Forum for Science, Industry and Business

Sponsored by:     3M 
Search our Site:

 

New compound overcomes drug-reistant Staph infection in mice

08.01.2013
Researchers have discovered a new compound that restores the health of mice infected with methicillin-resistant Staphylococcus aureus (MRSA), an otherwise dangerous bacterial infection. The new compound targets an enzyme not found in human cells but which is essential to bacterial survival.

The research team, led by scientists at the University of Illinois and the University of California, San Diego, reports the new findings in the Proceedings of the National Academy of Sciences.

The team discovered and developed several compounds that are promising leads for antibacterial drug development, and the most potent was tested in mice infected with MRSA.

The rise of antibiotic-resistant bacterial infections is a global public health problem, said U. of I. chemistry professor Eric Oldfield, who led the research with UC San Diego professor Andrew McCammon.

“There’s an urgent need for more antibiotics because of drug resistance,” Oldfield said. “There are, for example, completely drug-resistant strains of tuberculosis. None of the drugs work against these strains of tuberculosis ,and so, if you get it, you die.”

Other infections, such as gonorrhea, which once were easily cured with antibiotics, also are becoming resistant to treatment, Oldfield said. “And Staph itself actually kills more people in the U.S. than does HIV/AIDS.”

To begin the study, McCammon and his colleagues at UC San Diego used computer simulations to look for potential chinks in the armor of a bacterial enzyme known as FPPS that aids in bacterial cell wall formation.

The researchers then screened libraries of small molecules to identify some that might target those sites and interrupt the activity of FPPS. Oldfield’s team tested some of these molecules against FPPS, but found that they were not particularly potent inhibitors of the enzyme.

“Then we tested the most promising compound against the next enzyme in the pathway, and we found that it was 20 times more active against that enzyme,” Oldfield said.

That enzyme, called UPPS, “is important because it’s involved in bacterial cell wall biosynthesis,” he said. “And a lot of the antibiotics that we have – drugs like penicillin, methicillin, vancomycin – all target bacterial cell wall biosynthesis.”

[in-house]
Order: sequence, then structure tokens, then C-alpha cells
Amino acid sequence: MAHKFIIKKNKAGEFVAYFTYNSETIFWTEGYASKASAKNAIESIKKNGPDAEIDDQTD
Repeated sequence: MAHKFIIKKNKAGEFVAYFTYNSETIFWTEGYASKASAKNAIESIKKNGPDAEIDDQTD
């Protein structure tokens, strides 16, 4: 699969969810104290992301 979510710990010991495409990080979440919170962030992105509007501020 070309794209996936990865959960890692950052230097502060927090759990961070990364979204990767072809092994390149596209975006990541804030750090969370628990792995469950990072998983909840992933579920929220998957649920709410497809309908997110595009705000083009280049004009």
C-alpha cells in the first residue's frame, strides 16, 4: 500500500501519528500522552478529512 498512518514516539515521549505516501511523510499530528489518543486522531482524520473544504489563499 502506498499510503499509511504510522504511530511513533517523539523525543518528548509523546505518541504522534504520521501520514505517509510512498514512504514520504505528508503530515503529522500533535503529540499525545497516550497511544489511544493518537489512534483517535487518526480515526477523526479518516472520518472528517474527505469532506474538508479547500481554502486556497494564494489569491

Graduate student Wei Zhu and research scientist Yonghui Zhang worked with Oldfield to develop and test new analogs of the compound that worked against UPPS.

“And we found one that was about 1,000 times more active than the first hit we had against FPPS,” Oldfield said.

Illinois chemistry and Institute for Genomic Biology professor Douglas Mitchell tested the new compound against regular and drug-resistant S. aureus in cell culture and found that it had potent activity against both.

“He also found that it augmented the effects of methicillin” in methicillin-resistant Staph strains, Oldfield said.

In a final test, Dr. Victor Nizet at UC San Diego used the new compound to treat mice infected with MRSA.

“Twenty out of 20 animals survived if they were treated with this drug lead and zero survived if they weren’t treated,” Oldfield said.

More years of study will be needed to determine whether this compound or others like it will be effective in humans, Oldfield said, but the findings may allow scientists to target multiple enzymes essential to bacterial survival, thus reducing the likelihood that new forms of drug resistance will emerge.

The National Institutes of Health, National Science Foundation and Howard Hughes Medical Institute supported this research.